On the Internet is not long. Its five chapters cover how Google created a useful search engine; tele-education, telecommunications, and telepresence; anonymity and nihilism; virtual social worlds; and the constitutive elements of a meaningful life. Though in some ways a bit dated, Dreyfus’ analysis feels even fresher today given recent developments in virtual reality (metaverse) and the “new normal” of ethereal relationships under COVID.
The last chapter, “Virtual Embodiment: Myths of Meaning in Second Life,” is the most important for our purposes. Dreyfus offers an existential critique of life online and why the richness of human life cannot be replicated there, unwittingly painting the most compelling pictures of why human flourishing is found in a body like the Church.
The metaverse is a new and improved version of Second Life (created in 2003), a three-dimensional virtual environment one can log in to from home. The selling of real estate, business ventures, even “evangelization”were already being done on Second Life, so metaverse is nothing new under the sun. Dreyfus’ existentialist critique of Second Life just as well applies to the metaverse. Like the famous South Park “Make Love, Not Warcraft” episode’s parody of the idea that things like love and self-sacrifice can occur on something like the metaverse, Dreyfus argues that the metaverse lacks the “contagion of moods” that human bodily presence makes possible and that, in turn, create the memorable and meaningful experiences that make life worth living. He even cites the Eucharist as an example of a focal event that gives life meaning.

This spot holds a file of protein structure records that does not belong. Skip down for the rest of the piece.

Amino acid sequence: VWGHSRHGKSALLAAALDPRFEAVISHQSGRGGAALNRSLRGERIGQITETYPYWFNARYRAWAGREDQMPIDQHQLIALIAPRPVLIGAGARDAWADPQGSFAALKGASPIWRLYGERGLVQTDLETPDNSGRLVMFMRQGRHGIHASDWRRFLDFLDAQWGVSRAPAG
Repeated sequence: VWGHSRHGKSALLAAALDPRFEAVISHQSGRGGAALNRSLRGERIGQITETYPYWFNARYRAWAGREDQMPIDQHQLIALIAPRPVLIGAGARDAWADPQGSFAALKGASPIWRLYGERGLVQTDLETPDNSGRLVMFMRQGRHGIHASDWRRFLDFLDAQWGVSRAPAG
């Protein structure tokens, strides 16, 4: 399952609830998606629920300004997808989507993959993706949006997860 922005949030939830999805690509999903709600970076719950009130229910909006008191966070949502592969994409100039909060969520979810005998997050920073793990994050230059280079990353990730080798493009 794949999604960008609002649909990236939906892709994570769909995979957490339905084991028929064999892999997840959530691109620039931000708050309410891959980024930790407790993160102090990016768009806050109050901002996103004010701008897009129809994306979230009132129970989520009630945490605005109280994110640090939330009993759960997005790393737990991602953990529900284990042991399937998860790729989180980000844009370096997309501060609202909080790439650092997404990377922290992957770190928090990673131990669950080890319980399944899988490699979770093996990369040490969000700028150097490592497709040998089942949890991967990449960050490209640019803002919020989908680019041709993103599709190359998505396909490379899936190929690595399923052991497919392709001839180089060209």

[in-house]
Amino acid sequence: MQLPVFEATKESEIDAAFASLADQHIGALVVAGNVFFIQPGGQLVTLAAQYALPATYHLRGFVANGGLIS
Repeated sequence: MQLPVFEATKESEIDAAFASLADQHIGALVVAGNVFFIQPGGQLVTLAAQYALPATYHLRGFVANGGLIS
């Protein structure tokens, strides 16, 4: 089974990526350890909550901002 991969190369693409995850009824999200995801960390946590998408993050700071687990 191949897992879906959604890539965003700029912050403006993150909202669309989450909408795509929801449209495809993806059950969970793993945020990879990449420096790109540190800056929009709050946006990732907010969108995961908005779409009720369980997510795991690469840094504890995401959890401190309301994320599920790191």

I wish he would have developed this, because the Eucharist, God’s chosen way of dwelling with us in his Church, is the best judgment of virtual reality. As seen in salvation history, God comes to us as a lover, the Bridegroom, meeting his Bride in the flesh. The Eucharist is a foretaste of that nuptial union, the fullness of presence, that today’s Adam continues to long for. Insofar as the metaverse takes people away from embodied experiences that anticipate such union, it is not good for us. Dreyfus makes that case very well.
I write this from Poland, having just returned from Eucharistic Adoration, and it occurs to me that in Christ I find what the metaverse cannot give: communion. As my colleague Andrew Petiprin has argued, insofar as the metaverse offers us community without communion, it is diabolical, a counterfeit Church. And we all need to do a better job of forming an embodied community within the Church, becoming better brothers and sisters in Christ. That way, the temptation to even plug into the metaverse would be absent. I am grateful for the internet letting me continue to cultivate the relationships I have whether I am in Europe or the United States, because being in communication with our loved ones is good, and I value the internet as a means to that end. But being together with our loved ones is even better.
Marketers of the metaverse seem to suggest that the virtual community online is an end in itself. It’s nice to have a book like Dreyfus’ to make that clear. “It is not good for man to be alone,”and that the virtual community that the metaverse affords is no Eve. It would be a pity for Christ to return only to find his Bride fully plugged in, with headset on, virtually missing his arrival.